The EnergyCAP UtilityManagement Issue Tracker was helpful in resolving some early issues with electronic bill payment. Using an Issue Tracker report, Ochtera was able to print out all pertinent data for the utility providers. With 350 meters to track, the meter-based Issue Tracker notes were helpful in getting a handle on specific issues from month to month.
One difficulty for Ochtera during implementation was creating a basic structure of accounts and buildings in EnergyCAP UtilityManagement to accurately model the City’s organizational features. The City had never organized its portfolio before. According to Ochtera, “To create a logic tree the first time around was a challenge. We didn’t have an asset system. We didn’t have a nomenclature for account codes or place codes. We started using physical addresses. But what do you do for street lights? We should have been using meter numbers, and had to switch during implementation.”
“It’s important to really take the time to understand the possibilities,” Ochtera says. “How are we going to handle photovoltaics? Are we going to submeter? There are many logistical challenges.” But Ochtera is taking the long view.
For him, the real payoff is the ability to share energy information and benchmark performance to motivate future energy-saving efforts throughout the City government. About a quarter of the City’s portfolio is under some level of remote control. The rest of the buildings have local controls for energy management.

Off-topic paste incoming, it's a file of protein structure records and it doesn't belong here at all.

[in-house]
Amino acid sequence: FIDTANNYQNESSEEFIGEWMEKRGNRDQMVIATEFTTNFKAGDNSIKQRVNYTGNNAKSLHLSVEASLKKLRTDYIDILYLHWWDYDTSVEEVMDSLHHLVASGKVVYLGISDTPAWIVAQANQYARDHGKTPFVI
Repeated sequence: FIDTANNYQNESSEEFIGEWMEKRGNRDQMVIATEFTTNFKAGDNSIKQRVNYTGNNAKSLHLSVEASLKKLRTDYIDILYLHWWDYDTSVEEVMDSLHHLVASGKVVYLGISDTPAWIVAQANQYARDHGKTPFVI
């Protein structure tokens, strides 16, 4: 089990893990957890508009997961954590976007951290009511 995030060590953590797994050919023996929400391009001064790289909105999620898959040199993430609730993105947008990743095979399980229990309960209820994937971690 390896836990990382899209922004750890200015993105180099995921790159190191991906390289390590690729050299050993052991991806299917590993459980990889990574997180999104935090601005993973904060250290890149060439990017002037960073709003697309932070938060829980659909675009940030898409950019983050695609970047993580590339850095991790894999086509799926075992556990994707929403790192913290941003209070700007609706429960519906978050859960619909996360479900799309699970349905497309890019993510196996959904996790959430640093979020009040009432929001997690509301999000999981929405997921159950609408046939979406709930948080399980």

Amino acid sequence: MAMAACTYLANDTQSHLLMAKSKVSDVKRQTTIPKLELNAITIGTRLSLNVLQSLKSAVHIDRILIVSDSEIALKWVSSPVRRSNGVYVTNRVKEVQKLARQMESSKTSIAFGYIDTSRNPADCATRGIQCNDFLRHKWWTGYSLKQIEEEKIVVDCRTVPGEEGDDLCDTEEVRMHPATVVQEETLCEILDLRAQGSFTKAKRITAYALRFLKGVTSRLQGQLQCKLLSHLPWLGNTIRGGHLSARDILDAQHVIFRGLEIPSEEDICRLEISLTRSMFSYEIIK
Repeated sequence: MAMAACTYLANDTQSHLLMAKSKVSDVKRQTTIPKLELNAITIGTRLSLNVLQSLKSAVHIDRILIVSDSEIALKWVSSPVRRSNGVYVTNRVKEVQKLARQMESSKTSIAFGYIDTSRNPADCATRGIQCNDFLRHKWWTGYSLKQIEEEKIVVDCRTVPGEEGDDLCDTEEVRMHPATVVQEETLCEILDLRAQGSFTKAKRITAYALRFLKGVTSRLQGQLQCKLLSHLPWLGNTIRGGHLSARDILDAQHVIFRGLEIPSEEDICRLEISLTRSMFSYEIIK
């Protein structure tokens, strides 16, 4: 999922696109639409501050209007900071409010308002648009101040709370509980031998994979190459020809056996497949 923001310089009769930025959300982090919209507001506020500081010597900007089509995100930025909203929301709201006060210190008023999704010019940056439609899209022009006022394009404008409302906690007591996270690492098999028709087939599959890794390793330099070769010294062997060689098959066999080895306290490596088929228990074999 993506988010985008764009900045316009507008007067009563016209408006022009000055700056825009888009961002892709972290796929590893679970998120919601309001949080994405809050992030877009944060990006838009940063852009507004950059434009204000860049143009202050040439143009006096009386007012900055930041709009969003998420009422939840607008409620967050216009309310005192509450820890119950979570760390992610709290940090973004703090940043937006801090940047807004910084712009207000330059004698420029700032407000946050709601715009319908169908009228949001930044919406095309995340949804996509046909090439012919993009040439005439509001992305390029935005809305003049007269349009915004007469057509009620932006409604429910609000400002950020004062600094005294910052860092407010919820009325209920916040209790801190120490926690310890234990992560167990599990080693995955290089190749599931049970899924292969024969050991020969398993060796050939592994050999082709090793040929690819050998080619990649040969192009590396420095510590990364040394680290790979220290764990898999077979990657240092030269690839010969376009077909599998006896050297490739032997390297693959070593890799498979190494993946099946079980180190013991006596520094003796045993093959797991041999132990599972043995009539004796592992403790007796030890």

The largest energy consumers are the water treatment facilities, including a reclaimed water facility. There are also two recreation centers with indoor pools, and two without. There are six fire stations, and two golf course facilities (clubhouse/restaurant). Other properties include City Hall, Public Safety, and Municipal Services. Similar use facilities offer valuable benchmarking and comparison opportunities. EnergyCAP UtilityManagement offers benchmarking charts and reports based on building primary use.
Ochtera is implementing monthly facility reports to help managers respond to energy management issues in their buildings. The City’s irrigation system offers a unique benchmarking opportunity, since some irrigation meters are on a usage-based rate and others are on a fixed rate. Comparisons provide valuable data for maximizing cost savings for the City. EnergyCAP UtilityManagement is providing summary reporting on the big picture of City utility use for the first time in the City’s history.
With EnergyCAP UtilityManagement, the City of Westminster’s energy management program is paying off with more efficient and automated business processes and practices. The software RFP process provided a valuable education in energy savings opportunities for primary stakeholders in this municipal government. Faulty assumptions about energy are being challenged and corrected. The implementation process suggests that an active energy manager committed to using utility bill tracking as an integral part of an ongoing energy management initiative can realize short term and long term energy savings.
Thanks to Thomas Ochtera, Energy Coordinator for the City of Westminster, for his assistance in preparing this Case Study.
James City County was formally created in 1634 as James City Shire by order of King Charles I. It is considered one of only five original shires of Virginia to have retained virtually the same political form. The population of the County is approximately 70,000.